New knee treatment injects special cement into patient's bone


Casey Lodge has always been an active guy. But constant knee problems have forced him to sit out. He's had four surgeries to repair the problems and developed bone marrow edema.

"It was just a constant, deep pain," said Lodge.

Dr. Preston Wolin, a surgeon and the director of sports medicine at the Chicago Center for Orthopedics, said the traditional answer has been knee replacement, but he had another option for Lodge's arthritic knee.

"The patient, instead of getting a plastic and metal knee, gets to keep their knee," said Wolin.

The treatment is called subchondroplasty. A device guides the doctor to the part of the bone near the joint that's causing pain, a small incision is made and special cement is injected right into the bone.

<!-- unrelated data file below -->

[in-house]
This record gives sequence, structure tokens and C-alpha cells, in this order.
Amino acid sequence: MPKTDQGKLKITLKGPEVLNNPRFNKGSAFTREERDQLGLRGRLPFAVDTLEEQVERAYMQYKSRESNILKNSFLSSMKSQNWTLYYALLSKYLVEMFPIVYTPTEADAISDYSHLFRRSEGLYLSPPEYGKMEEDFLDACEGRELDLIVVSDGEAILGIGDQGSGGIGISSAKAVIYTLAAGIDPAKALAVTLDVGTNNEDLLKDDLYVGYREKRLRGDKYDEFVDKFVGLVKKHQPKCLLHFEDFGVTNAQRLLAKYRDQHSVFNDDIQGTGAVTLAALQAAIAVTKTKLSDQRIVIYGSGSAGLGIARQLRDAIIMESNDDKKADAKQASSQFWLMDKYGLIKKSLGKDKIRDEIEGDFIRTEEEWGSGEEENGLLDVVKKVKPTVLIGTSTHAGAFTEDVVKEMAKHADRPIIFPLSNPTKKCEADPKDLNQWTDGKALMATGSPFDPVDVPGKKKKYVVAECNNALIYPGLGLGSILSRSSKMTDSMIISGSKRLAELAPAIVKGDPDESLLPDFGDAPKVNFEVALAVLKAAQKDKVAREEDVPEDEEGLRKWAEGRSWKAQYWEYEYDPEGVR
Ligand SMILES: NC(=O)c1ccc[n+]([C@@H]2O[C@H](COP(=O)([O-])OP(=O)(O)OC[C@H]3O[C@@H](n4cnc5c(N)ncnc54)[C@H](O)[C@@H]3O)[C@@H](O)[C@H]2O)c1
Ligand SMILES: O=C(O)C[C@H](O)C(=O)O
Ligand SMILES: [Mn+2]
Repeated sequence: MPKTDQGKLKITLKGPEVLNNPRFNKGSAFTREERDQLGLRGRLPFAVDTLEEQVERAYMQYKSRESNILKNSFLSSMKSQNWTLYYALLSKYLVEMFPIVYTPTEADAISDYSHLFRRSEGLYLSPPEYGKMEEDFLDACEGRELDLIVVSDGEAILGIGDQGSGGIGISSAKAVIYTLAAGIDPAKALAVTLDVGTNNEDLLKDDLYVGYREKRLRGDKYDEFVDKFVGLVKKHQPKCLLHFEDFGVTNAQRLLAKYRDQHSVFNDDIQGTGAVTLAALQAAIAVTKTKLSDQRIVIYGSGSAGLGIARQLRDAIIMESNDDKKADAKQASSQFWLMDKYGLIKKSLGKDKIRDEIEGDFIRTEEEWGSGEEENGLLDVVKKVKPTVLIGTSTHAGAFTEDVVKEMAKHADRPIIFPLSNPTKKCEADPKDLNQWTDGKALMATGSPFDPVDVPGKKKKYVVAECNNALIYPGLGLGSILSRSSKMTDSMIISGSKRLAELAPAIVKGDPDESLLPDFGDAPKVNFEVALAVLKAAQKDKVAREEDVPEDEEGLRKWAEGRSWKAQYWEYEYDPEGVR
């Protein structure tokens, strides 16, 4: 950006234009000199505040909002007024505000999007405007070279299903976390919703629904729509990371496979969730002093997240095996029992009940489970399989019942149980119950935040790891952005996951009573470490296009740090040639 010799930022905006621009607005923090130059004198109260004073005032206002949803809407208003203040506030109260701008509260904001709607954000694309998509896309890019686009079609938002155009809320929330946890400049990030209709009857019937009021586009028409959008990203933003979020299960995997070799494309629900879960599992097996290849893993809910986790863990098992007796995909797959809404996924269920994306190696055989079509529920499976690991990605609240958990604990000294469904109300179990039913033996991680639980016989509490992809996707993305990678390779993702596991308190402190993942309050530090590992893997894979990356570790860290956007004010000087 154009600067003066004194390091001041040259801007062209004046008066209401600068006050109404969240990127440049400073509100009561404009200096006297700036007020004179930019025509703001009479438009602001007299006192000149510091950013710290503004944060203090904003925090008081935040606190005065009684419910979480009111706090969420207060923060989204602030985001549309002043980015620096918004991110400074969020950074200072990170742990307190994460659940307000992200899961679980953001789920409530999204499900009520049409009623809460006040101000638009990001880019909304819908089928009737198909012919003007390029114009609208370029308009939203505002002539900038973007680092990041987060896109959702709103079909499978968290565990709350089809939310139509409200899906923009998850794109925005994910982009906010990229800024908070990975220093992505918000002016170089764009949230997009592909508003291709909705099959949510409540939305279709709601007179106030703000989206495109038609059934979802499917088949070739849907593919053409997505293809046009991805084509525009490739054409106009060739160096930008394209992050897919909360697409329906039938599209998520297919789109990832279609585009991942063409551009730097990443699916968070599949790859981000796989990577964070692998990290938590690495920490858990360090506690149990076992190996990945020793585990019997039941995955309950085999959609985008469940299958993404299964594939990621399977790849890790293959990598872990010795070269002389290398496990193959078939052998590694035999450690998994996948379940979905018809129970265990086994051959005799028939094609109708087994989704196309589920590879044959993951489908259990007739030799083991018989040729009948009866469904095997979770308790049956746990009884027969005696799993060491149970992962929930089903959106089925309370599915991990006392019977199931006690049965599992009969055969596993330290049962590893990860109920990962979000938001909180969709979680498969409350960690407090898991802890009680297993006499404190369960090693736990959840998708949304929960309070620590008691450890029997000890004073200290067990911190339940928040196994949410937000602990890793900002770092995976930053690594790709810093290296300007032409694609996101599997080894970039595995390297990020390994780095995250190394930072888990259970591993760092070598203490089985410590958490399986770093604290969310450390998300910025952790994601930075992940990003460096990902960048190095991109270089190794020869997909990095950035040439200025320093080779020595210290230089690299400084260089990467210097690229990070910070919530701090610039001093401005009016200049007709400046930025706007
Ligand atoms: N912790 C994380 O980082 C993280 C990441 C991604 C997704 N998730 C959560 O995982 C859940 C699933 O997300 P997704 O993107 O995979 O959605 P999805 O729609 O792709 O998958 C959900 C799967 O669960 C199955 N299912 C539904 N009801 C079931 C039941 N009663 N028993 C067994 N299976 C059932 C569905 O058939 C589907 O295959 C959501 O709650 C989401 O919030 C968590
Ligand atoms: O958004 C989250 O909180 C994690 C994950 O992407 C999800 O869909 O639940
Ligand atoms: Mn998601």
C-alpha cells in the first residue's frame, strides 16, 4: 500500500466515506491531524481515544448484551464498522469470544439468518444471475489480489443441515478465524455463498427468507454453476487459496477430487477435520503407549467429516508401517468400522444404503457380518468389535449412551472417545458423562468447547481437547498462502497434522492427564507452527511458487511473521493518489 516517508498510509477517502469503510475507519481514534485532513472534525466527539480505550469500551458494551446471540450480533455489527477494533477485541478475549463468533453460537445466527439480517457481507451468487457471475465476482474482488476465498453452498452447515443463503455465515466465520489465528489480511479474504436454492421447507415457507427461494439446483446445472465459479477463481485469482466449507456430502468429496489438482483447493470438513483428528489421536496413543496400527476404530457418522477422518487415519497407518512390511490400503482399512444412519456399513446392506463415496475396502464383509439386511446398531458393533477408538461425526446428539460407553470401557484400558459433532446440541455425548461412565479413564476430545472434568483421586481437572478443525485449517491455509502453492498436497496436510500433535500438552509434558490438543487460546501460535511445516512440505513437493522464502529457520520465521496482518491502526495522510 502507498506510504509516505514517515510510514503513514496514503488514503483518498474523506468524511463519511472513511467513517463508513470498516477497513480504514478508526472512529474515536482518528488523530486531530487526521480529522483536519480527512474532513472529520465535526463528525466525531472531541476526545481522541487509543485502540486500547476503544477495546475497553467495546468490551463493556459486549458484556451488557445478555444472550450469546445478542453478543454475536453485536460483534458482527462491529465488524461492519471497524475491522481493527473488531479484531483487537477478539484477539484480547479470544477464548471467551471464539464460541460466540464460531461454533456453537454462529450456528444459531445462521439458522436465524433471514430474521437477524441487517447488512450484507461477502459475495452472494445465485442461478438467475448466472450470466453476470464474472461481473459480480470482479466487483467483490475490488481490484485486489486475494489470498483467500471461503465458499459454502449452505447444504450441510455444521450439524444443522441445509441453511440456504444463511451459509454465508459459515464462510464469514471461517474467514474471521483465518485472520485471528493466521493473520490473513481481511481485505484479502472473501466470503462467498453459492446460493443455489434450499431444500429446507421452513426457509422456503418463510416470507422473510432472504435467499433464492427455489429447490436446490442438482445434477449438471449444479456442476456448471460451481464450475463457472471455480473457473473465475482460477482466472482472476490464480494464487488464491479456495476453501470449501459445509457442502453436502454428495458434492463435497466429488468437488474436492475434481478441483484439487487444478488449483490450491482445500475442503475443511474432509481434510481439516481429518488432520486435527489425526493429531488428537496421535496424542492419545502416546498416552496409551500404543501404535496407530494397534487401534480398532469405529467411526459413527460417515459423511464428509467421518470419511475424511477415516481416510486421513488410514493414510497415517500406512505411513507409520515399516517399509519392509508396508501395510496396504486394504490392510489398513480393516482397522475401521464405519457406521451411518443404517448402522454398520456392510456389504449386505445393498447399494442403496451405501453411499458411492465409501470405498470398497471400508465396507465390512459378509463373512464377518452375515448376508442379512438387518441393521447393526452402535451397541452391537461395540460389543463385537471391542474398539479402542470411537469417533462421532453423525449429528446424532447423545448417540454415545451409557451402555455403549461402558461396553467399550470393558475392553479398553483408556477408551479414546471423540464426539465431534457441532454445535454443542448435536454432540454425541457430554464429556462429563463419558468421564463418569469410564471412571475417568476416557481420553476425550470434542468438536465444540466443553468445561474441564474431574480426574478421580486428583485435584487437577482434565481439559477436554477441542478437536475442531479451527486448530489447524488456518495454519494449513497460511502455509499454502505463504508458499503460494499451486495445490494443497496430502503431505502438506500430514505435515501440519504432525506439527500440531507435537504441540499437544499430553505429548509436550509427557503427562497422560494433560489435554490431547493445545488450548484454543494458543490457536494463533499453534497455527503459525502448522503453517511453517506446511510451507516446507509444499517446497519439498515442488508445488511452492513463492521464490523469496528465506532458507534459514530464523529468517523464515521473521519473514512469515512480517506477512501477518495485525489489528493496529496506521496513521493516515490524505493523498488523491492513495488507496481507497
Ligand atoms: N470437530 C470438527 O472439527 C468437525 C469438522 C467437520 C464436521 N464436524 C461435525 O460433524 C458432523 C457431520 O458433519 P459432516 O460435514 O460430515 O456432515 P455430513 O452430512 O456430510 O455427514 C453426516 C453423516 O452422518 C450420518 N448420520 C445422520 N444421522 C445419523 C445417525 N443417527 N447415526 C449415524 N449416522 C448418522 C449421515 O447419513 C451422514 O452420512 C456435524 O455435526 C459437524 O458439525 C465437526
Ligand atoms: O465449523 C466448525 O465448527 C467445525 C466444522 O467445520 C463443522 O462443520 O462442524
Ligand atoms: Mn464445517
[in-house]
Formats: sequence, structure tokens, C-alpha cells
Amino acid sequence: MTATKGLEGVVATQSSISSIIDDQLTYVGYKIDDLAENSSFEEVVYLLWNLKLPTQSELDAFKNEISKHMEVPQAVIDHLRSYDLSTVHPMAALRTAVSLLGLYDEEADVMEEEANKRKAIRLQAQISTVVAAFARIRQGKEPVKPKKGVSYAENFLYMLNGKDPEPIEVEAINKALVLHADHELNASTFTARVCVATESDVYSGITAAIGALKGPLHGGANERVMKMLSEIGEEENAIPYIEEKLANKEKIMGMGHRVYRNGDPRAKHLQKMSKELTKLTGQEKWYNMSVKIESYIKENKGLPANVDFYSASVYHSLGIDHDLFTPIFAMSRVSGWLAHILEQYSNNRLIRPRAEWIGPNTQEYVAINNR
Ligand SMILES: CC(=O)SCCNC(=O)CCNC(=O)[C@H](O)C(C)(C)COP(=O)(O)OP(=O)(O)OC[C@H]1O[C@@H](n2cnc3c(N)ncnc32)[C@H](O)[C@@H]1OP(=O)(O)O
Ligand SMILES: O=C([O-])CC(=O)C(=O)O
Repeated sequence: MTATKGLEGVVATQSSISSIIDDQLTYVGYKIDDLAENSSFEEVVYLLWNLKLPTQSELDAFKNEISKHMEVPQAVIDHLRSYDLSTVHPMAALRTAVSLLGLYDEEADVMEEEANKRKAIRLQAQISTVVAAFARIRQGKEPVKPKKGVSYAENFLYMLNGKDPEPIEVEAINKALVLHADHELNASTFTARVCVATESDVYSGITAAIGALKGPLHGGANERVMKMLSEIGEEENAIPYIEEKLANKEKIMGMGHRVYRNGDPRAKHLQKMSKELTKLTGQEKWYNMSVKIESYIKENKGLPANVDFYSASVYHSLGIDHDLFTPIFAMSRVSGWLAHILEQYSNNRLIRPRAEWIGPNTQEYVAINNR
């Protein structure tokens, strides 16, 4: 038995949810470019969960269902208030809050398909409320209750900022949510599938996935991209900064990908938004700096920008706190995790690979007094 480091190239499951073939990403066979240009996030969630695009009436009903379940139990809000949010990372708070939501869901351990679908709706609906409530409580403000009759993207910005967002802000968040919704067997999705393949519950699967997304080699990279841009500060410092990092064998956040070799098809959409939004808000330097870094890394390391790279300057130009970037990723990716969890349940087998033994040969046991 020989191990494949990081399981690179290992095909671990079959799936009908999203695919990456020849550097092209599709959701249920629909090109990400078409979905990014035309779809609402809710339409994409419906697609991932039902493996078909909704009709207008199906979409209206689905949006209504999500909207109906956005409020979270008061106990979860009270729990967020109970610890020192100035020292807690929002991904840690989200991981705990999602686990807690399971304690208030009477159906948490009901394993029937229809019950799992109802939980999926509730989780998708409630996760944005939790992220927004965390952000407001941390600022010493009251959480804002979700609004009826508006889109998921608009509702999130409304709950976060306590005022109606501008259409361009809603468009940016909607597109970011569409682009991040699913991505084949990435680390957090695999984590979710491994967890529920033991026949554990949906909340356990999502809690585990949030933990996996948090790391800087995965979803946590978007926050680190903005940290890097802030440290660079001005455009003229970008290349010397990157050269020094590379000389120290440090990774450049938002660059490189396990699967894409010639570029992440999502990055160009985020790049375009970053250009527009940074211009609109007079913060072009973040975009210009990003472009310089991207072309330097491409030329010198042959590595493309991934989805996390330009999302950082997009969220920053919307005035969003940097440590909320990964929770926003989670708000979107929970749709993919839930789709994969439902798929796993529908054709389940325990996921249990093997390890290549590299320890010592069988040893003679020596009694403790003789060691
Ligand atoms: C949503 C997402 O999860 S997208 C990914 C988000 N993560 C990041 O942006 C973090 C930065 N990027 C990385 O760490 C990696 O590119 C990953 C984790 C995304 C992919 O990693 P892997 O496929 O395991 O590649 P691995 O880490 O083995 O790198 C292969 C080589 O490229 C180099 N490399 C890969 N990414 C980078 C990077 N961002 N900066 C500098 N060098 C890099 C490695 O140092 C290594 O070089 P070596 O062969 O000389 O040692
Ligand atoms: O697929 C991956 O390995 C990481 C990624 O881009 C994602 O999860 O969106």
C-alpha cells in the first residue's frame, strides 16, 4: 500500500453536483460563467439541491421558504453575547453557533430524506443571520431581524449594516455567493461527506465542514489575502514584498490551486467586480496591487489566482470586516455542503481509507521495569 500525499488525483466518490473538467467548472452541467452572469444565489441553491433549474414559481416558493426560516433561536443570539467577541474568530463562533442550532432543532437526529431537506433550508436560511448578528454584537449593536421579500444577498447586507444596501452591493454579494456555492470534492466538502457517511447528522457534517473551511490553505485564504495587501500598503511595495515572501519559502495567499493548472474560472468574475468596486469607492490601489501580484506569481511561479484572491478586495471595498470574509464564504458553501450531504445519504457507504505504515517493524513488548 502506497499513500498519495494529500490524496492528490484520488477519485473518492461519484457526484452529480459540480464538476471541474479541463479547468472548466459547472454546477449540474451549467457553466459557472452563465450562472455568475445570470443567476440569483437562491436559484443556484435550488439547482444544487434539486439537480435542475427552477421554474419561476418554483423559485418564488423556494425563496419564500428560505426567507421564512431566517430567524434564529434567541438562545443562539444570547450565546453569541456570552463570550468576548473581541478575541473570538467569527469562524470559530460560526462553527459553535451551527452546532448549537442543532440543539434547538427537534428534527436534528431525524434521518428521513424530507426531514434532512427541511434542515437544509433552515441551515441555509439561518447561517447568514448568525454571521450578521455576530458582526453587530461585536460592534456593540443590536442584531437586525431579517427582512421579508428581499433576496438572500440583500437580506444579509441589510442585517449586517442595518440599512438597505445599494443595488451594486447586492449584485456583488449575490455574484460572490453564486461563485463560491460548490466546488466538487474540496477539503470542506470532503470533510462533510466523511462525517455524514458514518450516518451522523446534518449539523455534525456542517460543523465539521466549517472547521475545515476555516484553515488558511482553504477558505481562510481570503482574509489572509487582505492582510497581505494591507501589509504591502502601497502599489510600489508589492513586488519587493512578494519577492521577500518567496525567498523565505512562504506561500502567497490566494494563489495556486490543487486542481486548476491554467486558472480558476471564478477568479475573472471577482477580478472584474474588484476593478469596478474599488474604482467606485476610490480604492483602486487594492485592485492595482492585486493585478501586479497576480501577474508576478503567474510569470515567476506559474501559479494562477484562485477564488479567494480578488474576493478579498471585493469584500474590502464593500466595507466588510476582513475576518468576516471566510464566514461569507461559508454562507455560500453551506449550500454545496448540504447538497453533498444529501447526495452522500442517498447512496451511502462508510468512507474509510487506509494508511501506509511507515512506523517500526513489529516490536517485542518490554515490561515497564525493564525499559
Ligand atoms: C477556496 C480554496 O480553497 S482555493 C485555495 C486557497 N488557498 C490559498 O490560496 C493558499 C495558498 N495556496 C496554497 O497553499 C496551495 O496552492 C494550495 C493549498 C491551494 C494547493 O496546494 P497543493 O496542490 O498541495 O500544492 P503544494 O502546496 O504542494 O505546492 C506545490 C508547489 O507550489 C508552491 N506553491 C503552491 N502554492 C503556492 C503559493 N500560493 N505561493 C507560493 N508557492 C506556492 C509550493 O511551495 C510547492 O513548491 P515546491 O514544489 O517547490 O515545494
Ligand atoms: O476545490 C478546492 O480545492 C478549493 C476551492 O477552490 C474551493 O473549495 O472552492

Done by itself, Wolin says recovery time is six weeks, compared to four to six months for a knee replacement. Lodge had it along with another procedure to help with a knee mal-alignment.

Wolin says the outpatient procedure can extend the life of knees by five to 10 years, but it's not for everyone.

"It's not a substitute for a knee replacement if there's advanced arthritis," said Wolin.

For Lodge, it was the answer to his painful problem.

"Got her fixed. It feels great," he said.

Wolin says the bone cement used in subchondroplasty dries in about 30 minutes. If it's not combined with another procedure, a lot of patients can walk right after the treatment.

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